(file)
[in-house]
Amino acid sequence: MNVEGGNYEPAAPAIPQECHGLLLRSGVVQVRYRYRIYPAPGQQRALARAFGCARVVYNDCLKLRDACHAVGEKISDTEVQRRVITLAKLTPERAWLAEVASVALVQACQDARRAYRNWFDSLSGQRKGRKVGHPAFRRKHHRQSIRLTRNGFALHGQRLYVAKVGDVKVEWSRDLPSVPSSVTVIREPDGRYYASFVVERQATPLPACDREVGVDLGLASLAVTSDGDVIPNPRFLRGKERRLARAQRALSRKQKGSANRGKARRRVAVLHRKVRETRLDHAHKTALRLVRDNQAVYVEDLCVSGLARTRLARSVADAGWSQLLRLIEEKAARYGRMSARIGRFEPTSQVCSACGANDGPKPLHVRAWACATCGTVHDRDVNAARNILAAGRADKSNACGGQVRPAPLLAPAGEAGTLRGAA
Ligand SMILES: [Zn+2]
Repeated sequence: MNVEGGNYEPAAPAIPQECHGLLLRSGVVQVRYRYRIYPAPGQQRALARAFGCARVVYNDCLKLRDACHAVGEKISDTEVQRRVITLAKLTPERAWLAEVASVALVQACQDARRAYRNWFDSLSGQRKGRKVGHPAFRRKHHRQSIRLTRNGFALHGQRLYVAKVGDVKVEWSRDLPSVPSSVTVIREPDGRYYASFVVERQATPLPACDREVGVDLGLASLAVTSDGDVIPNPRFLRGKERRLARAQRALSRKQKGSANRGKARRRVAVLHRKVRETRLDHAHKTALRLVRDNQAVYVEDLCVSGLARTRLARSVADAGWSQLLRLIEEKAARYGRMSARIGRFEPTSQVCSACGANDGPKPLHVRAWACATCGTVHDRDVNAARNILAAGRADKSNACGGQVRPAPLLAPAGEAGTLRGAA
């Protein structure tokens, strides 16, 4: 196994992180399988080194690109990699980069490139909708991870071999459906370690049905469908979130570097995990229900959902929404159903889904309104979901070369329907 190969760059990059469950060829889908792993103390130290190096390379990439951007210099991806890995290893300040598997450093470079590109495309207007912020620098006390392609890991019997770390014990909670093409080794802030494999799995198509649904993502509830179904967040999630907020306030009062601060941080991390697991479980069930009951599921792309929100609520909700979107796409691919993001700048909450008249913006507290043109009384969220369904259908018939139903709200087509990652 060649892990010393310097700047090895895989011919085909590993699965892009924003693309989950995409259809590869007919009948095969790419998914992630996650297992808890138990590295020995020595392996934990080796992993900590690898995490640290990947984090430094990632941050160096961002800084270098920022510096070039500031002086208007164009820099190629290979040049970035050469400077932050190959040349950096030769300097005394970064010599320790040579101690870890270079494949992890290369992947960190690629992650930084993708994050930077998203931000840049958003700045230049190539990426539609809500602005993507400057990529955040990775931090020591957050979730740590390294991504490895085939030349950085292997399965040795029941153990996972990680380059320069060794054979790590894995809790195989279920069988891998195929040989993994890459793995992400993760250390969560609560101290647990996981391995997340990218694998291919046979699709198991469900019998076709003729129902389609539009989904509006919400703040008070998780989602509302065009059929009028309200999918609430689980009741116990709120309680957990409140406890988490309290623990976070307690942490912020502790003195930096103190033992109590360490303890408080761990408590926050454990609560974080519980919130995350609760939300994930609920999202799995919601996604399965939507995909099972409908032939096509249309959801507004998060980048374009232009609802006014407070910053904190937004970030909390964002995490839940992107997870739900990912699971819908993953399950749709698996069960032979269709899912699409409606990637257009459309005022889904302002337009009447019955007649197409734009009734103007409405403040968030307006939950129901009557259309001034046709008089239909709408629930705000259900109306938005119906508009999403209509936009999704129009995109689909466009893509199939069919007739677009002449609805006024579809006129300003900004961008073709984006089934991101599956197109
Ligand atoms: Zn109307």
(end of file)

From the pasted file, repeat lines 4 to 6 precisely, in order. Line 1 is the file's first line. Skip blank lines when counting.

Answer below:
Repeated sequence: MNVEGGNYEPAAPAIPQECHGLLLRSGVVQVRYRYRIYPAPGQQRALARAFGCARVVYNDCLKLRDACHAVGEKISDTEVQRRVITLAKLTPERAWLAEVASVALVQACQDARRAYRNWFDSLSGQRKGRKVGHPAFRRKHHRQSIRLTRNGFALHGQRLYVAKVGDVKVEWSRDLPSVPSSVTVIREPDGRYYASFVVERQATPLPACDREVGVDLGLASLAVTSDGDVIPNPRFLRGKERRLARAQRALSRKQKGSANRGKARRRVAVLHRKVRETRLDHAHKTALRLVRDNQAVYVEDLCVSGLARTRLARSVADAGWSQLLRLIEEKAARYGRMSARIGRFEPTSQVCSACGANDGPKPLHVRAWACATCGTVHDRDVNAARNILAAGRADKSNACGGQVRPAPLLAPAGEAGTLRGAA
């Protein structure tokens, strides 16, 4: 196994992180399988080194690109990699980069490139909708991870071999459906370690049905469908979130570097995990229900959902929404159903889904309104979901070369329907 190969760059990059469950060829889908792993103390130290190096390379990439951007210099991806890995290893300040598997450093470079590109495309207007912020620098006390392609890991019997770390014990909670093409080794802030494999799995198509649904993502509830179904967040999630907020306030009062601060941080991390697991479980069930009951599921792309929100609520909700979107796409691919993001700048909450008249913006507290043109009384969220369904259908018939139903709200087509990652 060649892990010393310097700047090895895989011919085909590993699965892009924003693309989950995409259809590869007919009948095969790419998914992630996650297992808890138990590295020995020595392996934990080796992993900590690898995490640290990947984090430094990632941050160096961002800084270098920022510096070039500031002086208007164009820099190629290979040049970035050469400077932050190959040349950096030769300097005394970064010599320790040579101690870890270079494949992890290369992947960190690629992650930084993708994050930077998203931000840049958003700045230049190539990426539609809500602005993507400057990529955040990775931090020591957050979730740590390294991504490895085939030349950085292997399965040795029941153990996972990680380059320069060794054979790590894995809790195989279920069988891998195929040989993994890459793995992400993760250390969560609560101290647990996981391995997340990218694998291919046979699709198991469900019998076709003729129902389609539009989904509006919400703040008070998780989602509302065009059929009028309200999918609430689980009741116990709120309680957990409140406890988490309290623990976070307690942490912020502790003195930096103190033992109590360490303890408080761990408590926050454990609560974080519980919130995350609760939300994930609920999202799995919601996604399965939507995909099972409908032939096509249309959801507004998060980048374009232009609802006014407070910053904190937004970030909390964002995490839940992107997870739900990912699971819908993953399950749709698996069960032979269709899912699409409606990637257009459309005022889904302002337009009447019955007649197409734009009734103007409405403040968030307006939950129901009557259309001034046709008089239909709408629930705000259900109306938005119906508009999403209509936009999704129009995109689909466009893509199939069919007739677009002449609805006024579809006129300003900004961008073709984006089934991101599956197109
Ligand atoms: Zn109307």